Personal Touch Funerals - The Funeral Arrangers

We are London's first and only one-stop-shop Funeral Arranging Service.

We specialise in helping reduce the stress and confusion, both for those who have suffered a recent bereavement as well as helping those who wish to make forward funeral arrangements for their own special day.

Working closely together, we will advise, plan and arrange all your funeral wishes and ensure the day will be a beautiful one.

We will ensure that your day pays special tribute and honours the memory of your loved one, no matter what your budget.

We thought your service was just too good to be true. A heartfelt thank you for your fabulous organisation of our father's funeral - R. Edebiri, April 2013. 

The Medical Certificate

This has to be produced before the death can be registered.

A doctor at the place of death either home or hospital will give you a medical certificate that will show the cause of death.  You will be given the medical certificate in a sealed envelope addressed to the Registrar of Births, Deaths and Marriages.

If the body is to be cremated, two doctors will sign the medical certificate to show the body has been examined. There will be a charge for this.

When a death will be reported to the coroner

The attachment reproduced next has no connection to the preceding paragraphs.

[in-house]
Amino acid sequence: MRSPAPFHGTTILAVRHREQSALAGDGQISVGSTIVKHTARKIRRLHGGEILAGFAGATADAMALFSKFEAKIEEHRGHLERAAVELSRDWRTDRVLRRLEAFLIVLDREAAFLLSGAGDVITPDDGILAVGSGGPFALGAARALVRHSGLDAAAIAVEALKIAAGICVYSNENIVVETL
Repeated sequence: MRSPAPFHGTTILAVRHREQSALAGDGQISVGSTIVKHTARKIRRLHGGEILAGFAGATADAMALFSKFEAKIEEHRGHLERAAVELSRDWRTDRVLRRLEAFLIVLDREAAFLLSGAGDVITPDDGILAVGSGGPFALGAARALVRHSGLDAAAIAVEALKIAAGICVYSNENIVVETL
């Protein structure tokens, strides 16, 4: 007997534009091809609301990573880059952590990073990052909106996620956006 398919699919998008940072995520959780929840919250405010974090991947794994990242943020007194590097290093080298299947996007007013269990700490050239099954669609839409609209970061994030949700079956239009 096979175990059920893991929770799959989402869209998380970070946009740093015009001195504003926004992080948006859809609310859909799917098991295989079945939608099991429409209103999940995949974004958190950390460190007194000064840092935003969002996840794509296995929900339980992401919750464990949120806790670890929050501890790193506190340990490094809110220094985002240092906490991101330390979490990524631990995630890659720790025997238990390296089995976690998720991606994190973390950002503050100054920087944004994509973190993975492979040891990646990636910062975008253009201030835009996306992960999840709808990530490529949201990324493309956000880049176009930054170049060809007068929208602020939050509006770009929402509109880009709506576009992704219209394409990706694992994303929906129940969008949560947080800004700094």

• after an accident or injury
  • following an industrial disease
  • during a surgical operation
  • before recovery from an anaesthetic
  • if the cause of death is unknown
  • if the death was violent or unnatural - for example, suicide, accident or drug or alcohol overdose
  • if the death was sudden and unexplained - for instance, a sudden infant death (cot death)

Additionally, if the deceased was not seen by the doctor issuing the medical certificate after he or she died, or during the 14 days before the death, the death must be reported to the coroner.

Anyone who is concerned about the cause of a death can inform a coroner about it, but in most cases a death will be reported to the coroner by a doctor or the police.

What happens once a death is reported to the Coroner?

The coroner may be the only person able to certify the cause of death.

The doctor will write on the Formal Notice that the death has been referred to the coroner. The Formal Notice is issued to you by the attending doctor and is a document which explains how you register the death

The coroner will then decide whether there should be further investigation into the death - and the registrar cannot register the death until notified of the coroner's decision. This means that the funeral will usually also be delayed.

Where a post-mortem has taken place, the coroner must give permission for cremation.


In some cases, the coroner will need to order a post-mortem.

This is a medical examination of the body to find out more about the cause of death. In these cases, the body will be taken to hospital for this to be carried out.



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